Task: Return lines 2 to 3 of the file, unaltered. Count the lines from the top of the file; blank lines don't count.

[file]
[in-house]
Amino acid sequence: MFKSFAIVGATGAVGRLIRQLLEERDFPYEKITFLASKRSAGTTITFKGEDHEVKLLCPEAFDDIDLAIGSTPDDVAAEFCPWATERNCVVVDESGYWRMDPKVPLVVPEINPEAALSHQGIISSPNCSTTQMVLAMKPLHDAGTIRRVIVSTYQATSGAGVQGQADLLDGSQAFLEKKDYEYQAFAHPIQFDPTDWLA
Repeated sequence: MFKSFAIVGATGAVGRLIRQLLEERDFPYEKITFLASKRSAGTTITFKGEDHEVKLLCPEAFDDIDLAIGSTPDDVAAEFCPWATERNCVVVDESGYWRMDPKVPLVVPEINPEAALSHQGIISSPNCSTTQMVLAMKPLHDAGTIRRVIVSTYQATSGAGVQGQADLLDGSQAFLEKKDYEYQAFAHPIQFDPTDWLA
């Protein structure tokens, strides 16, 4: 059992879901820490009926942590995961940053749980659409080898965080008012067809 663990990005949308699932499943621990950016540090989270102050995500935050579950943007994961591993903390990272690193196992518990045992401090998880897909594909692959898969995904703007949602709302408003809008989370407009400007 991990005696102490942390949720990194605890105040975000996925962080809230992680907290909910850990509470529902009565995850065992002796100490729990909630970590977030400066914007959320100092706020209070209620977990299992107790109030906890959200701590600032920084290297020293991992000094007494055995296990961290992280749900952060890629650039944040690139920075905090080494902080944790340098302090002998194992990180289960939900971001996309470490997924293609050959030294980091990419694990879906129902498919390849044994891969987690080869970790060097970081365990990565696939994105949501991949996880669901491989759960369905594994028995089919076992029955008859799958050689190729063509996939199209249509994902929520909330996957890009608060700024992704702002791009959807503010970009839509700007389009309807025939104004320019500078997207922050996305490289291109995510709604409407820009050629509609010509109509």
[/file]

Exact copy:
Amino acid sequence: MFKSFAIVGATGAVGRLIRQLLEERDFPYEKITFLASKRSAGTTITFKGEDHEVKLLCPEAFDDIDLAIGSTPDDVAAEFCPWATERNCVVVDESGYWRMDPKVPLVVPEINPEAALSHQGIISSPNCSTTQMVLAMKPLHDAGTIRRVIVSTYQATSGAGVQGQADLLDGSQAFLEKKDYEYQAFAHPIQFDPTDWLA
Repeated sequence: MFKSFAIVGATGAVGRLIRQLLEERDFPYEKITFLASKRSAGTTITFKGEDHEVKLLCPEAFDDIDLAIGSTPDDVAAEFCPWATERNCVVVDESGYWRMDPKVPLVVPEINPEAALSHQGIISSPNCSTTQMVLAMKPLHDAGTIRRVIVSTYQATSGAGVQGQADLLDGSQAFLEKKDYEYQAFAHPIQFDPTDWLA